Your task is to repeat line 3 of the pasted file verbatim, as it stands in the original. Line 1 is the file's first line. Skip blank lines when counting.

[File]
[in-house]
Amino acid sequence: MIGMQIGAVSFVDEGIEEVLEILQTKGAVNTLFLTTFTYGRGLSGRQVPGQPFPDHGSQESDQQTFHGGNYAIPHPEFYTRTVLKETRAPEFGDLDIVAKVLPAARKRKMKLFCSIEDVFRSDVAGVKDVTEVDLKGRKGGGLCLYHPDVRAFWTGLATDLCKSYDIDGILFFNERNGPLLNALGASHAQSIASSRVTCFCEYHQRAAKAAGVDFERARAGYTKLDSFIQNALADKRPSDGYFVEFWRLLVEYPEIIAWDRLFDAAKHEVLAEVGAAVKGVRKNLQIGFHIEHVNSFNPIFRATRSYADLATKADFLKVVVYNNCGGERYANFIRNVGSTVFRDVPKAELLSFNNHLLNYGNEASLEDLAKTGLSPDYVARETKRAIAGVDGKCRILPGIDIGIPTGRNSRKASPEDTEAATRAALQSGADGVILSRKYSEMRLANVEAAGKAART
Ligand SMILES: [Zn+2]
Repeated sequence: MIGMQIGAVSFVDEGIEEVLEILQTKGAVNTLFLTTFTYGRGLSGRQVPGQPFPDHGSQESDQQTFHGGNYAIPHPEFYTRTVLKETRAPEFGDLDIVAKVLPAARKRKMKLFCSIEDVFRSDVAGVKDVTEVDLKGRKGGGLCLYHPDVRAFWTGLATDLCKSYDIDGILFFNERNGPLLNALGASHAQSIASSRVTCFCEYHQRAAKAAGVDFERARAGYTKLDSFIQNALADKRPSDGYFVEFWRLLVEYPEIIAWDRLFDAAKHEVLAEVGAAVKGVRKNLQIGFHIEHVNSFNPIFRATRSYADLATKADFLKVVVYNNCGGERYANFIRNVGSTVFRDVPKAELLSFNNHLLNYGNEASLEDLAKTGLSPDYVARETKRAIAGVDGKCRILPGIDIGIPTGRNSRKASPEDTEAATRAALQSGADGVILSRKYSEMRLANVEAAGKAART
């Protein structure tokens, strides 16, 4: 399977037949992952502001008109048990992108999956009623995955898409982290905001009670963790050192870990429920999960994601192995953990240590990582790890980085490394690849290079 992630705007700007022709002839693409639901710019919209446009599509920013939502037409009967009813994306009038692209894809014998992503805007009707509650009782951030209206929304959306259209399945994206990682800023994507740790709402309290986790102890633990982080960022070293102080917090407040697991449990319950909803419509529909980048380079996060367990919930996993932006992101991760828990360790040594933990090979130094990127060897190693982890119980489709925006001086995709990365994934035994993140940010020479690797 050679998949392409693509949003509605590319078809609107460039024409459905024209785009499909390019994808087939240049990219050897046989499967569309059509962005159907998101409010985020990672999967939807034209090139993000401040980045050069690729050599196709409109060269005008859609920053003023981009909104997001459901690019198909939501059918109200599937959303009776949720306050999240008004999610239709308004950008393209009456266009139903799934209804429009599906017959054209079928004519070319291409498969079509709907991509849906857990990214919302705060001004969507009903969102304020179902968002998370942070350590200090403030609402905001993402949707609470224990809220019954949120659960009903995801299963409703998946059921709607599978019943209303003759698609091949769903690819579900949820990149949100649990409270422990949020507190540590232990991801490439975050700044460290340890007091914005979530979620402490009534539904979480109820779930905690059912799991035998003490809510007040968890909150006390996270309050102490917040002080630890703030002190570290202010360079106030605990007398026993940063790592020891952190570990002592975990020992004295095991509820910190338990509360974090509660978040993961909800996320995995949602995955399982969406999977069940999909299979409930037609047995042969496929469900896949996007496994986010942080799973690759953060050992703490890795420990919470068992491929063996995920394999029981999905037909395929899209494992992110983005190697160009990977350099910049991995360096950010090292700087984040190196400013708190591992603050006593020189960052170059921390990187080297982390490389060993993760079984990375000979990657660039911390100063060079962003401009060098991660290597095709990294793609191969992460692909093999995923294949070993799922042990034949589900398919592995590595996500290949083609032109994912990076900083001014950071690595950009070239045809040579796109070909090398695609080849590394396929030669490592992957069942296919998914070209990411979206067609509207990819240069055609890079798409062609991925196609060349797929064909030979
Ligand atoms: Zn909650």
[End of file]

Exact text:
Ligand SMILES: [Zn+2]